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  11. ringi

    ringi Type 2 · Well-Known Member

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    It possible thay some slow release carbs (think lentils, beans etc) are needed to allow enough inslin to grain weight.
     
  12. Archvile

    Archvile · Member

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    I am going through a similar process. How to gain weight wile staying low carb.
    Based on my personal research and practice I would second the opinion of increasing protein/fiber and fats. You also want to keep an eye on the quality of fats. Saturated fats would inadvertently hit your cholesterol levels.
    Nuts, beans, eggs (I try to consume only the egg whites with a dash of yolk), low carb chesses, chicken, did I say eggs.
    I don't know your personal situation but I do also recommend a little bit of weight lifting to gain a bit of muscle, or at least keep the muscle from losing away.
    Good luck and cheers*
     
  13. pixie1

    pixie1 Type 2 · Well-Known Member

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    Saturated fats do not effect cholestral levels. Out of interest Archville why do you only eat egg white?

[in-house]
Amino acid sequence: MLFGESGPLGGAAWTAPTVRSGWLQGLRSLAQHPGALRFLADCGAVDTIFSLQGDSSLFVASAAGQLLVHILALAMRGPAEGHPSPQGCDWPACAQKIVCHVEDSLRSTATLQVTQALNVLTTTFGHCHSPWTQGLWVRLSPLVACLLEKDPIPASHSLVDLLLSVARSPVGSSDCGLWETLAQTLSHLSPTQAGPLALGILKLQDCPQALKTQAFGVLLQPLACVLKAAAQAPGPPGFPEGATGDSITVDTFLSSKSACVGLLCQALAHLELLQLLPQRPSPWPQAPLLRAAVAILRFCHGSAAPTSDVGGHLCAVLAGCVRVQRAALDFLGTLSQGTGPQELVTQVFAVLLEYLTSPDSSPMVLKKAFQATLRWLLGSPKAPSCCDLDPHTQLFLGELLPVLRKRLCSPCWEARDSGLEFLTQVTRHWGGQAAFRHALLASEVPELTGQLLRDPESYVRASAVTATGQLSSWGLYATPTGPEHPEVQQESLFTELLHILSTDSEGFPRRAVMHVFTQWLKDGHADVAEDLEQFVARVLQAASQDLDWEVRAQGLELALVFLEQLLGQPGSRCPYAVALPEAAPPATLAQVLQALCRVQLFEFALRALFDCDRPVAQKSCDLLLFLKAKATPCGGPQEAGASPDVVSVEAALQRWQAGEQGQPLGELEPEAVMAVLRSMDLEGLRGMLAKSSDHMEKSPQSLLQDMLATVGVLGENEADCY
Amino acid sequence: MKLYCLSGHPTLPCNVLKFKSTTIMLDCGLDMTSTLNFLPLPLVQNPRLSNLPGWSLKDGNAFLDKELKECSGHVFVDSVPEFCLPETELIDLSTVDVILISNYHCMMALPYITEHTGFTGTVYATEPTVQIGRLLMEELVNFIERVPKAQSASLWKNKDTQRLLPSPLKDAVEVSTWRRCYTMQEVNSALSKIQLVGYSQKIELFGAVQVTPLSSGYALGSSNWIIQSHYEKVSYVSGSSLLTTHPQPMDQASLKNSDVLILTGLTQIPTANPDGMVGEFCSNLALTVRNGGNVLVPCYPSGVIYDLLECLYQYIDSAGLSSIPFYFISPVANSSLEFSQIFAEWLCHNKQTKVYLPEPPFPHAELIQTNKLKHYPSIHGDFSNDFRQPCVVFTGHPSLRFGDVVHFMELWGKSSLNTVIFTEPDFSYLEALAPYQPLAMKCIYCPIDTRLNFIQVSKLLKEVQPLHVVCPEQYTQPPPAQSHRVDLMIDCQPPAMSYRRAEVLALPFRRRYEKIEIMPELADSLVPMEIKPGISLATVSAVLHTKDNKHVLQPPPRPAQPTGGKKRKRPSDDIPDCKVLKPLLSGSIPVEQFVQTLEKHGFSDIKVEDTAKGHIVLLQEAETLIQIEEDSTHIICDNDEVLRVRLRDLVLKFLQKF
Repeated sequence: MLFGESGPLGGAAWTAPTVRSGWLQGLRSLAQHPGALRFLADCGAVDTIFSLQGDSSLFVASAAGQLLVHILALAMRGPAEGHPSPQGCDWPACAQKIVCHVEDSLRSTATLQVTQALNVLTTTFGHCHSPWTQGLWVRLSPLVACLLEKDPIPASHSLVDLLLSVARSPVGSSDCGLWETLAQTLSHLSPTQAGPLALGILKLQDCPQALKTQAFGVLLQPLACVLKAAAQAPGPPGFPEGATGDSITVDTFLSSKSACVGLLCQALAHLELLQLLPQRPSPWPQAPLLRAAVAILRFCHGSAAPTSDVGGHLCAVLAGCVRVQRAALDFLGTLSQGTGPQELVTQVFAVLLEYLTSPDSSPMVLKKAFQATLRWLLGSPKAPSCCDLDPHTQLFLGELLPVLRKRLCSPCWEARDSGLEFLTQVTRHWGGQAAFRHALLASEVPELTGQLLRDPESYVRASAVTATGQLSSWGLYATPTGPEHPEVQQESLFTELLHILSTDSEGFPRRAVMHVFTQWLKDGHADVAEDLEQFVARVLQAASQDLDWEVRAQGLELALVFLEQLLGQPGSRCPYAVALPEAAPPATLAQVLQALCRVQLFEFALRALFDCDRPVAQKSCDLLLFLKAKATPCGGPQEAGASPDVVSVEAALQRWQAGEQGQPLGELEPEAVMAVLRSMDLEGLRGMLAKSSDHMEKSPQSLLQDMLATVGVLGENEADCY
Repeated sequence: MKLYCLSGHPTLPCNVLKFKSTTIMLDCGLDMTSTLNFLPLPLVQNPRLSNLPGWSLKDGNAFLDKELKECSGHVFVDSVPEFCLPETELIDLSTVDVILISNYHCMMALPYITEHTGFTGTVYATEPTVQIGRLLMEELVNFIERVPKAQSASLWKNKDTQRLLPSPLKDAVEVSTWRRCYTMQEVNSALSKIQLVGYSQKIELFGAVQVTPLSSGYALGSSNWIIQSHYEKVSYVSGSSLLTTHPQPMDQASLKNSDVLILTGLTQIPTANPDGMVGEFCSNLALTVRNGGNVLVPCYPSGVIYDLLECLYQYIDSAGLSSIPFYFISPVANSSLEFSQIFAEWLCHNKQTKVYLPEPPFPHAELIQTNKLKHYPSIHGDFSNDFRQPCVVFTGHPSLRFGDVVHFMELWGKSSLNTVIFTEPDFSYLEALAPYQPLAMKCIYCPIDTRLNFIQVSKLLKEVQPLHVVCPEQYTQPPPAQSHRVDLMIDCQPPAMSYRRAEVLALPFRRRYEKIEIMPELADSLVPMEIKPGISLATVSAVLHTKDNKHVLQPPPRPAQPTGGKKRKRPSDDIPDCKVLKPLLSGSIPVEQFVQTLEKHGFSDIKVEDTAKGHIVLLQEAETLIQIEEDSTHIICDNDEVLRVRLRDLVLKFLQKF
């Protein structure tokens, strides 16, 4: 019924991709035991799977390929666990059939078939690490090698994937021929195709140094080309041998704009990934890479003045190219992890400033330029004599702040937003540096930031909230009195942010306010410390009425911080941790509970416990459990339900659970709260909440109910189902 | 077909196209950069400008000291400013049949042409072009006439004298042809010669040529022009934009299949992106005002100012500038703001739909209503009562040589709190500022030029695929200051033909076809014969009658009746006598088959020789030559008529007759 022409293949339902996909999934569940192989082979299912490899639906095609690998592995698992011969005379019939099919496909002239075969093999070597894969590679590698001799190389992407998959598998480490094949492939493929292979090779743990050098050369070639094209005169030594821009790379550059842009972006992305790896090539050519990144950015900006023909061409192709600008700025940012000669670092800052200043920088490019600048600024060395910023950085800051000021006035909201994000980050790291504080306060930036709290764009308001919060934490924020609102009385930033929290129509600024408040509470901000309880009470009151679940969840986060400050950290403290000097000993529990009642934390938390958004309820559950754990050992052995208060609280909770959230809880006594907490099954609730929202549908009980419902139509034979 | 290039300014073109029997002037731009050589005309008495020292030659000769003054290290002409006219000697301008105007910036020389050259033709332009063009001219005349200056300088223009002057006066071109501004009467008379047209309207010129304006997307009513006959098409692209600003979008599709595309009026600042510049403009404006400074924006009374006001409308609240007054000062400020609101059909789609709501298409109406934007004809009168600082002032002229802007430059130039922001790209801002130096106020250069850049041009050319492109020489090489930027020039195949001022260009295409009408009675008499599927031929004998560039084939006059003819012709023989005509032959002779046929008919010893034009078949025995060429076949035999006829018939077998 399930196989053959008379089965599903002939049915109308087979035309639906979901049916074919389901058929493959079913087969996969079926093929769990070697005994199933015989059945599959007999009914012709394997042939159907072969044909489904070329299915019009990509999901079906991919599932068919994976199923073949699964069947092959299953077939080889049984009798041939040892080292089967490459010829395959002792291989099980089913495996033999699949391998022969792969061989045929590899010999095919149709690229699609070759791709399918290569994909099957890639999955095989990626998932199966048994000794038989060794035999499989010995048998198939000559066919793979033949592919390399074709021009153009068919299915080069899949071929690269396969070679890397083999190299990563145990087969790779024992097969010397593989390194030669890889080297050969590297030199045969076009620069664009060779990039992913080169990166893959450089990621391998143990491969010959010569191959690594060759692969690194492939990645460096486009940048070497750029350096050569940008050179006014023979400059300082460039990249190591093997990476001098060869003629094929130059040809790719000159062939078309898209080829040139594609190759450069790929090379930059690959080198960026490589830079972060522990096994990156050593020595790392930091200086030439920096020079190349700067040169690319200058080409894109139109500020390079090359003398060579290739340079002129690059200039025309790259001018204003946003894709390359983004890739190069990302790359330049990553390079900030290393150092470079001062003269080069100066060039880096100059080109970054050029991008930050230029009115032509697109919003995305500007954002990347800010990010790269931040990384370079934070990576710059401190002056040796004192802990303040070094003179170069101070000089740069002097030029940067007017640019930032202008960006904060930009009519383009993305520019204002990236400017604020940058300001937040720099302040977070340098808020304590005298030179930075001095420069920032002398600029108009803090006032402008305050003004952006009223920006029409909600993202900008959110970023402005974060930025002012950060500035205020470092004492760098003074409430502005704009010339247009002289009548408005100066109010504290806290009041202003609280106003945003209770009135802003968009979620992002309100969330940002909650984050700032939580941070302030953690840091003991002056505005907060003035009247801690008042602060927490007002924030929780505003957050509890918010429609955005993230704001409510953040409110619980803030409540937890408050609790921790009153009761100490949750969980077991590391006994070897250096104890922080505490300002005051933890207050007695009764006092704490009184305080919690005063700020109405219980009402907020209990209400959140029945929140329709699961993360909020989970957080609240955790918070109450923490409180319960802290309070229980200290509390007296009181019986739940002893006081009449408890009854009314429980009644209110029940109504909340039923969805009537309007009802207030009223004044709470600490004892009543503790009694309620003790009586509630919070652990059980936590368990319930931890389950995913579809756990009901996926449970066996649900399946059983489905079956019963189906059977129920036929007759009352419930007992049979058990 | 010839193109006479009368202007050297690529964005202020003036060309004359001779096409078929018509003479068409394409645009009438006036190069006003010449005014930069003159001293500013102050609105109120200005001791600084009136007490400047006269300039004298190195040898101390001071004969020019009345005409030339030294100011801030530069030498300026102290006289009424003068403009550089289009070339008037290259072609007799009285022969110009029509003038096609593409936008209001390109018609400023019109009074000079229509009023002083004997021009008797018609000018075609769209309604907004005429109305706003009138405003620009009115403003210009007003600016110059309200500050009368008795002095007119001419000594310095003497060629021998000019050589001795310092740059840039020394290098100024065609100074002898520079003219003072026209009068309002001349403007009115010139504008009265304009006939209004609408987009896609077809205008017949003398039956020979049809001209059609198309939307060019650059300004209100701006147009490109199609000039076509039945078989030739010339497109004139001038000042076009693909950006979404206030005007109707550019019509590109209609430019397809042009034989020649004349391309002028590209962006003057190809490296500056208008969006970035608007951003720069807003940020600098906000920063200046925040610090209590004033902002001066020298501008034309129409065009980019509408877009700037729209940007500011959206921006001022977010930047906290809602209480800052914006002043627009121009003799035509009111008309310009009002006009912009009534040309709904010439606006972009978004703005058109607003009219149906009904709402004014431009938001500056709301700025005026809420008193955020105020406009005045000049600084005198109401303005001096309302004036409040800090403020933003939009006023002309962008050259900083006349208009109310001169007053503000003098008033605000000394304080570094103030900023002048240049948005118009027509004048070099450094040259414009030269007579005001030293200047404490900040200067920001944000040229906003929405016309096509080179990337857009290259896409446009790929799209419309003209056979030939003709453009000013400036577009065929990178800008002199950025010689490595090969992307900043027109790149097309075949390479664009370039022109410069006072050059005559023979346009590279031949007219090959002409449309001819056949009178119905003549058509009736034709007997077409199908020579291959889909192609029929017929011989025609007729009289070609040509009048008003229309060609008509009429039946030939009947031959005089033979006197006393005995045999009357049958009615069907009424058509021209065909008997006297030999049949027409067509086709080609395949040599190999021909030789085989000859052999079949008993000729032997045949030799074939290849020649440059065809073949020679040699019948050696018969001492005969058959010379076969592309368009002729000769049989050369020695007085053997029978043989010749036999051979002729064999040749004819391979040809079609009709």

14. Archvile

    Archvile · Member

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    Hi pixie1,

    It is my understanding that saturated fat increase the LDL levels or what I know of as the bad cholesterol.
    I am sketchy on the egg yolk because I have read contradictory articles. Some suggest they are OK some suggest they aren't. Most researches I read about give statistics on one egg a day. I eat around 3 eggs a day, so to err on the side of not OK, I avoid the yolks. Egg whites also give me the proteins necessary for my workout.
     
  15. Daibell

    Daibell LADA · Master

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    I've read that the saturated fats you eat only contribute around 15% to your liver's output of cholesterol hence having sat fat should have very little effect. It appears to be your overall diet etc including carbs that drives the liver's output.
     
  16. HSSS

    HSSS Type 2 (in remission!) · Well-Known Member

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    The egg cholesterol myth was widely debunked 10 yrs ago
     
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  17. pixie1

    pixie1 Type 2 · Well-Known Member